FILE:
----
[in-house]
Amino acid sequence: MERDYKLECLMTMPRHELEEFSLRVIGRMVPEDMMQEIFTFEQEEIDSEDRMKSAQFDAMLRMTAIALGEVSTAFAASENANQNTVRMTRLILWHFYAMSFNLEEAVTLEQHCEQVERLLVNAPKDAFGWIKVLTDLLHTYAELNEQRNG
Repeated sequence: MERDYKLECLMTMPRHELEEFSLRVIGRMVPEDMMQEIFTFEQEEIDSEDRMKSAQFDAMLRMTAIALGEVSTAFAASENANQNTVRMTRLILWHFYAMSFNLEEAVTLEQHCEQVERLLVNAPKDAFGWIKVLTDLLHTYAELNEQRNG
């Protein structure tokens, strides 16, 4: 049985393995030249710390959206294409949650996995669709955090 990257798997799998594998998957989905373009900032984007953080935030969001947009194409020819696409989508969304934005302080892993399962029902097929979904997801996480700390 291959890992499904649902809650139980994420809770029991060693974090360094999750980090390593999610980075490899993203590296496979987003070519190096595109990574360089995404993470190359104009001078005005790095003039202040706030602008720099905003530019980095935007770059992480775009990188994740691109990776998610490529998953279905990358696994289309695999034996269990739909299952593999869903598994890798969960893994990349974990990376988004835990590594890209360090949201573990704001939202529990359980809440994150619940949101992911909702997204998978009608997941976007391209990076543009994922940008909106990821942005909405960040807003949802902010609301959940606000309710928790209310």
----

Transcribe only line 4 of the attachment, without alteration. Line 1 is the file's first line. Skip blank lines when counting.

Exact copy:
């Protein structure tokens, strides 16, 4: 049985393995030249710390959206294409949650996995669709955090 990257798997799998594998998957989905373009900032984007953080935030969001947009194409020819696409989508969304934005302080892993399962029902097929979904997801996480700390 291959890992499904649902809650139980994420809770029991060693974090360094999750980090390593999610980075490899993203590296496979987003070519190096595109990574360089995404993470190359104009001078005005790095003039202040706030602008720099905003530019980095935007770059992480775009990188994740691109990776998610490529998953279905990358696994289309695999034996269990739909299952593999869903598994890798969960893994990349974990990376988004835990590594890209360090949201573990704001939202529990359980809440994150619940949101992911909702997204998978009608997941976007391209990076543009994922940008909106990821942005909405960040807003949802902010609301959940606000309710928790209310």